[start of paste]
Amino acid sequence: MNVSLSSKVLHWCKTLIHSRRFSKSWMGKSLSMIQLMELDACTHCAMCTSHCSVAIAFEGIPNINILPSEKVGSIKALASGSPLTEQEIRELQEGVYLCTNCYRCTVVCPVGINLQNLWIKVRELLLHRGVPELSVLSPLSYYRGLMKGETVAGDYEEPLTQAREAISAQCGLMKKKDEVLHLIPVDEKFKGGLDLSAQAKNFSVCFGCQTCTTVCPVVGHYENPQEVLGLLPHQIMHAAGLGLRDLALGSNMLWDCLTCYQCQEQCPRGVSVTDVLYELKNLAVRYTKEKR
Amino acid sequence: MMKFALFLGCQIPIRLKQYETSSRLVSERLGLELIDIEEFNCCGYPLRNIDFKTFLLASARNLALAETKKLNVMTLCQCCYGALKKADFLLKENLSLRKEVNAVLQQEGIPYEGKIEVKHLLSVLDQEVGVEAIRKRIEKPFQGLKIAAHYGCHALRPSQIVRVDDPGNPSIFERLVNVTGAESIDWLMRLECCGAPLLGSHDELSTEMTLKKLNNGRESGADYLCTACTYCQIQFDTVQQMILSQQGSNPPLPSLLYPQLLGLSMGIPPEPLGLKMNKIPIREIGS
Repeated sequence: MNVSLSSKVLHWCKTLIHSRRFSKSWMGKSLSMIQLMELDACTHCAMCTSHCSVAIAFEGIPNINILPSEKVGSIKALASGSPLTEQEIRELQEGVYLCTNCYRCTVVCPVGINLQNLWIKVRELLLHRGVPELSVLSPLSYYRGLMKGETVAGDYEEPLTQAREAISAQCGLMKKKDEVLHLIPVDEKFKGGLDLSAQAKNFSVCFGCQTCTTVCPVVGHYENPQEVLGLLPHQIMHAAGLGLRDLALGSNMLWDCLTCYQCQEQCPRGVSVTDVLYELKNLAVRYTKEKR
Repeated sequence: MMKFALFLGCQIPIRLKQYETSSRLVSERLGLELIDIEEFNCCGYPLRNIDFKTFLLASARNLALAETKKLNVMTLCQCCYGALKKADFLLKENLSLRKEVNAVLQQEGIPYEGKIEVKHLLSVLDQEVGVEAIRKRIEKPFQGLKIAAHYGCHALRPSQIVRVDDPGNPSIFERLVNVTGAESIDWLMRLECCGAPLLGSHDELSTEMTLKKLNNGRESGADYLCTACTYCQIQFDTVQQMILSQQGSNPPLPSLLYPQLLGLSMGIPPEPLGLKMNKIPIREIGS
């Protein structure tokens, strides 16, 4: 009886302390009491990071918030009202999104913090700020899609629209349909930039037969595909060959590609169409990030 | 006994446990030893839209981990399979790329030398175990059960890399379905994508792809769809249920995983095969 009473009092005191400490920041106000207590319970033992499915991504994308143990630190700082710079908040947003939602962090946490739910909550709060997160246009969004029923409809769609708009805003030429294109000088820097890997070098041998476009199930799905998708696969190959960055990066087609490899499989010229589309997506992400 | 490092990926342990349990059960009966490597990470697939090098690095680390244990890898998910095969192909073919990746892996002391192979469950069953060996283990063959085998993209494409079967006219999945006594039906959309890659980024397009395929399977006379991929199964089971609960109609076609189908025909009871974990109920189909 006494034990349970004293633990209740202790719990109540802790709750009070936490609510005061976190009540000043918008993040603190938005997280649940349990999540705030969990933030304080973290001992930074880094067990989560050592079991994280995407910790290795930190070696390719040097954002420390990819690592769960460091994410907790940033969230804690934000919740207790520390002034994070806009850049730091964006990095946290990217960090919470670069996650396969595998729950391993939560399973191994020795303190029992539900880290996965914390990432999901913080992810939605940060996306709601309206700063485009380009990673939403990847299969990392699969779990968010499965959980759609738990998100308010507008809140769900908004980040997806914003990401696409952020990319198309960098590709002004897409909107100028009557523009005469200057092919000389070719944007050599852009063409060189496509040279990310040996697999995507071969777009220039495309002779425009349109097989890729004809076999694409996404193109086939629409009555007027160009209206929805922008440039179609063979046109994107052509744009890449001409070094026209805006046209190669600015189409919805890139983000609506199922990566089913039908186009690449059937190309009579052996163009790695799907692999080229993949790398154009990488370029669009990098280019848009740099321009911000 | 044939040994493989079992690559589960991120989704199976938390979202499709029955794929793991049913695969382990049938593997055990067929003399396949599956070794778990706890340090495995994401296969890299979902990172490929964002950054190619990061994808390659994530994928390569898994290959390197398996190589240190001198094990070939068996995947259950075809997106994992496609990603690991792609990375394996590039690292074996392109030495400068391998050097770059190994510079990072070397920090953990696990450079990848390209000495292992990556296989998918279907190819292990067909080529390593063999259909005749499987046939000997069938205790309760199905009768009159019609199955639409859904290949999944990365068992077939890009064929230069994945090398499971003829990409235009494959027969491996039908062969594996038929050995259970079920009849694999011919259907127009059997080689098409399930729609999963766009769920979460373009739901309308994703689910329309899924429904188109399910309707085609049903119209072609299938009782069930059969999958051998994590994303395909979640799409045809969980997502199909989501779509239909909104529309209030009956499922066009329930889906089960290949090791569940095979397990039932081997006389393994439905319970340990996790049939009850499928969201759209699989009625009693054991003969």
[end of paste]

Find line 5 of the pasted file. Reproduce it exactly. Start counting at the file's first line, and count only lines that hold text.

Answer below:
């Protein structure tokens, strides 16, 4: 009886302390009491990071918030009202999104913090700020899609629209349909930039037969595909060959590609169409990030 | 006994446990030893839209981990399979790329030398175990059960890399379905994508792809769809249920995983095969 009473009092005191400490920041106000207590319970033992499915991504994308143990630190700082710079908040947003939602962090946490739910909550709060997160246009969004029923409809769609708009805003030429294109000088820097890997070098041998476009199930799905998708696969190959960055990066087609490899499989010229589309997506992400 | 490092990926342990349990059960009966490597990470697939090098690095680390244990890898998910095969192909073919990746892996002391192979469950069953060996283990063959085998993209494409079967006219999945006594039906959309890659980024397009395929399977006379991929199964089971609960109609076609189908025909009871974990109920189909 006494034990349970004293633990209740202790719990109540802790709750009070936490609510005061976190009540000043918008993040603190938005997280649940349990999540705030969990933030304080973290001992930074880094067990989560050592079991994280995407910790290795930190070696390719040097954002420390990819690592769960460091994410907790940033969230804690934000919740207790520390002034994070806009850049730091964006990095946290990217960090919470670069996650396969595998729950391993939560399973191994020795303190029992539900880290996965914390990432999901913080992810939605940060996306709601309206700063485009380009990673939403990847299969990392699969779990968010499965959980759609738990998100308010507008809140769900908004980040997806914003990401696409952020990319198309960098590709002004897409909107100028009557523009005469200057092919000389070719944007050599852009063409060189496509040279990310040996697999995507071969777009220039495309002779425009349109097989890729004809076999694409996404193109086939629409009555007027160009209206929805922008440039179609063979046109994107052509744009890449001409070094026209805006046209190669600015189409919805890139983000609506199922990566089913039908186009690449059937190309009579052996163009790695799907692999080229993949790398154009990488370029669009990098280019848009740099321009911000 | 044939040994493989079992690559589960991120989704199976938390979202499709029955794929793991049913695969382990049938593997055990067929003399396949599956070794778990706890340090495995994401296969890299979902990172490929964002950054190619990061994808390659994530994928390569898994290959390197398996190589240190001198094990070939068996995947259950075809997106994992496609990603690991792609990375394996590039690292074996392109030495400068391998050097770059190994510079990072070397920090953990696990450079990848390209000495292992990556296989998918279907190819292990067909080529390593063999259909005749499987046939000997069938205790309760199905009768009159019609199955639409859904290949999944990365068992077939890009064929230069994945090398499971003829990409235009494959027969491996039908062969594996038929050995259970079920009849694999011919259907127009059997080689098409399930729609999963766009769920979460373009739901309308994703689910329309899924429904188109399910309707085609049903119209072609299938009782069930059969999958051998994590994303395909979640799409045809969980997502199909989501779509239909909104529309209030009956499922066009329930889906089960290949090791569940095979397990039932081997006389393994439905319970340990996790049939009850499928969201759209699989009625009693054991003969």